Farnsworth v. Steiner

Annotate this Case

601 P.2d 266 (1979)

George Gary FARNSWORTH and Sandra Kay Farnsworth, Appellants, v. H.J. STEINER, Personal Representative of the Estate of Michael R. Steiner, Deceased, Appellee. H.J. STEINER, Personal Representative of the Estate of Michael R. Steiner, Deceased, Cross-Appellant, v. George Gary FARNSWORTH and Sandra Kay Farnsworth, Cross-Appellees.

Nos. 3293, 3294.

Supreme Court of Alaska.

October 19, 1979.

*267 Joseph W. Sheehan, Fairbanks, for appellants and cross-appellees.

Stephen D. Cramer, Steve S. DeLisio, and Mark A. Sandberg of Merdes, Schaible, Staley & DeLisio, Fairbanks, for appellee and cross-appellant.



RABINOWITZ, Chief Justice.

This action arose out of an airplane accident. George Farnsworth and Michael Steiner had been on a hunting trip and had spent the day searching for game from the air, landing and taking off several times. They approached the McGrath airport around 8:30 p.m., the airplane made a banking turn in preparation for landing and then suddenly plunged, nose down, to the *268 ground. The altitude at which this abrupt change in attitude occurred is the subject of some dispute, and witnesses' estimates ranged from 150 to 500 feet. There was no dispute, however, as to the fact that once the airplane began plummeting downward it did not deviate from that bearing according to observers on the ground, the aircraft's final flight pattern evidenced no attempt to recover from the nose-down attitude. The airplane impacted at a 90 degree angle, killing Steiner, who was piloting the plane, and seriously injuring Farnsworth.

Farnsworth filed a complaint in superior court alleging negligence on the part of Steiner. Subsequently, a counterclaim was filed on behalf of Steiner's estate claiming damages for wrongful death caused by Farnsworth's alleged negligence. It was Farnsworth's contention at trial that the plane was carrying excess baggage and fuel at the time of the crash and thus was over the recommended operating weight and balance limits prescribed by the manufacturer for that type of aircraft. That fact, according to Farnsworth, combined with possible pilot error, caused the airplane to enter an aerodynamic stall while in the course of an approach to landing. H.J. Steiner, as representative of the decedent's estate, denied that the plane was overweight or that it was negligently operated. The estate's theory was that the accident resulted from Farnsworth's own negligent behavior.

The airplane, a 1969 Citabria Champion, had two seats arranged in tandem position. It had been originally equipped with dual controls, but was subsequently altered, leaving only the rudder control pedals operational from the rear seat. Steiner's estate argued that the accident was caused by Farnsworth's sudden and careless depression of the left rudder pedal, which brought about the uncontrolled change in attitude and overrode the decedent's attempts to regain control of the aircraft. Both parties introduced expert testimony in support of their respective theories as to the cause of the accident.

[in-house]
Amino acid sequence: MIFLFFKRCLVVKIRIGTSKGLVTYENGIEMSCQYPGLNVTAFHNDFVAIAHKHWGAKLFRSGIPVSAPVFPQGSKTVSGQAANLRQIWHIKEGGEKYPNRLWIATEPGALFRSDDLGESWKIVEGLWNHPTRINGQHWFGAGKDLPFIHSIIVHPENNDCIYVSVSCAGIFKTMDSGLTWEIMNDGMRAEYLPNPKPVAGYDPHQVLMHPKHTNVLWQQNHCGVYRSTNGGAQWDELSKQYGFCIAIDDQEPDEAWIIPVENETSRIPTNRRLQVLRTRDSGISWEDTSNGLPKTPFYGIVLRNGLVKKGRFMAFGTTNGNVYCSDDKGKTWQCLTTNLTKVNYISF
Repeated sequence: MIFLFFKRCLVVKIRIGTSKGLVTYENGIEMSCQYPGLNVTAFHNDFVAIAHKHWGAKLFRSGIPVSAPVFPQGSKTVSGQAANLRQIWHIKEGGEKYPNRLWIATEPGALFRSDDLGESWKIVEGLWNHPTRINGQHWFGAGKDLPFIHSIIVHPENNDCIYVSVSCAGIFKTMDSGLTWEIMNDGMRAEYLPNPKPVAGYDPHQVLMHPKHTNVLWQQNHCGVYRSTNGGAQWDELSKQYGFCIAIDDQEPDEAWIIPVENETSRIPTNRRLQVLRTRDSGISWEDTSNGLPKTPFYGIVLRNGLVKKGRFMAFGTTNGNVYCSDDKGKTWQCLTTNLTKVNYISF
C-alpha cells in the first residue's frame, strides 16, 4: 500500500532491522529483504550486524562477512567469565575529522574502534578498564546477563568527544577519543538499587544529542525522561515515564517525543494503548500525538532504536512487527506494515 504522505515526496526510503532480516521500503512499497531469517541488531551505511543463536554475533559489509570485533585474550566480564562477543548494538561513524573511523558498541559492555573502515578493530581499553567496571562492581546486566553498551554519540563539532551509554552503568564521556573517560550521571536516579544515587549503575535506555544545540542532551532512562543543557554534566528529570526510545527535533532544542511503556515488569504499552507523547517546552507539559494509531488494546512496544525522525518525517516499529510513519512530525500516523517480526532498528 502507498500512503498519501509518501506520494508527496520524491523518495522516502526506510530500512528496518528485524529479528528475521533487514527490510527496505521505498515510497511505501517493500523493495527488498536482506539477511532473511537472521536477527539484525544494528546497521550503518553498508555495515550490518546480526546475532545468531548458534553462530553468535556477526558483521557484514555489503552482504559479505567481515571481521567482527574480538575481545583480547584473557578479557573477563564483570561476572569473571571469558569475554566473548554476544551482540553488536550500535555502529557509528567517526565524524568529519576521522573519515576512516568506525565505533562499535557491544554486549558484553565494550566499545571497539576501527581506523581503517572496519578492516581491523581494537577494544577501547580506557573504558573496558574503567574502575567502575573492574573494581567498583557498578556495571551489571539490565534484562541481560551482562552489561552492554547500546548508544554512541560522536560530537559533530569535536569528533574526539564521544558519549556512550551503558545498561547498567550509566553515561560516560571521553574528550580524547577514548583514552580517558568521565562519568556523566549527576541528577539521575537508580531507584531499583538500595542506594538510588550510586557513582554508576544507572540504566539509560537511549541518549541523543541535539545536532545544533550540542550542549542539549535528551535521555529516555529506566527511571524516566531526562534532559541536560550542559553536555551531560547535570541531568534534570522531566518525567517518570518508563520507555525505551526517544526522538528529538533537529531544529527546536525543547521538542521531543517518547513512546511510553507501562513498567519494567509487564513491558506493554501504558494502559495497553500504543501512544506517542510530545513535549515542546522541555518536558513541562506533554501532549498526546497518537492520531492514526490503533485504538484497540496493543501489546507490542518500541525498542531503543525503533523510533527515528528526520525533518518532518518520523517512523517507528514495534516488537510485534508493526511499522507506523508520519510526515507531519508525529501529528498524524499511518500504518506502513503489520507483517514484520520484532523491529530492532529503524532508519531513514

Steiner's estate prior to trial made an offer of judgment, pursuant to Alaska Rule of Civil Procedure 68.[1] This offer was rejected by Farnsworth. Ultimately, the superior court determined that the offer exceeded the jury's award upon trial and that, consequently, under Rule 68 Farnsworth was liable to Steiner for costs and attorney's fees accrued after the date of offer of judgment.[2] All of Farnsworth's contentions in this appeal relate to the offer of judgment. He asserts that the offer was invalid and, alternatively, that even if it was valid it did not exceed the sum awarded by the jury. Steiner's estate, as cross-appellant, alleges error in the superior court's treatment of various evidentiary matters, in the content of the jury instructions, and in the superior court's refusal to direct a verdict in his favor on the issue of liability.

*269 We turn first to Farnsworth's contentions regarding the offer of judgment. The offer read as follows:

OFFER OF JUDGMENT TO: JOSEPH W. SHEEHAN, Esq. Defendant H.J. STEINER as personal representative of the Estate of MICHAEL R. STEINER, pursuant to Civil Rule 68, hereby offers to allow entry of judgment for plaintiffs in this action for $45,000.00, plus $5,000.00 in costs to date hereof. This is an offer of compromise only, and is not to be construed as an admission. DATED this 23rd day of December, 1975, at Anchorage, Alaska. MERDES, SCHAIBLE, STALEY, & DeLISIO, INC. Attorneys for Defendant

Citing Albritton v. Estate of Larson, 428 P.2d 379 (Alaska 1967), Farnsworth argues that because it is "not an unconditional offer allowing `costs then accrued' the offer is void per se." Farnsworth is correct in noting that Rule 68 requires that an offer of judgment allow costs accrued up to the date of the offer. His reliance on Albritton, however, is misplaced. In that case we found an offer to be invalid on two grounds: it was not served on the opposing party but was instead filed in the superior court, and, more significantly, it was "devoid of any offer to allow judgment to be taken against appellee for a specified sum of money together with `costs then accrued.'" Id. at 381 (footnote omitted). We particularly noted the fact that the offer made to Albritton failed to conform to Form 128, Forms for Rules of Civil Procedure.[3]Id. at 381 n. 6. In the present case, the offer of judgment paralleled illustrative Form 128, differing only in that it supplied defendant's identity and filled in the blank spaces. See generally Jakoski v. Holland, 520 P.2d 569, 577 (Alaska 1974). Farnsworth's contention is without merit.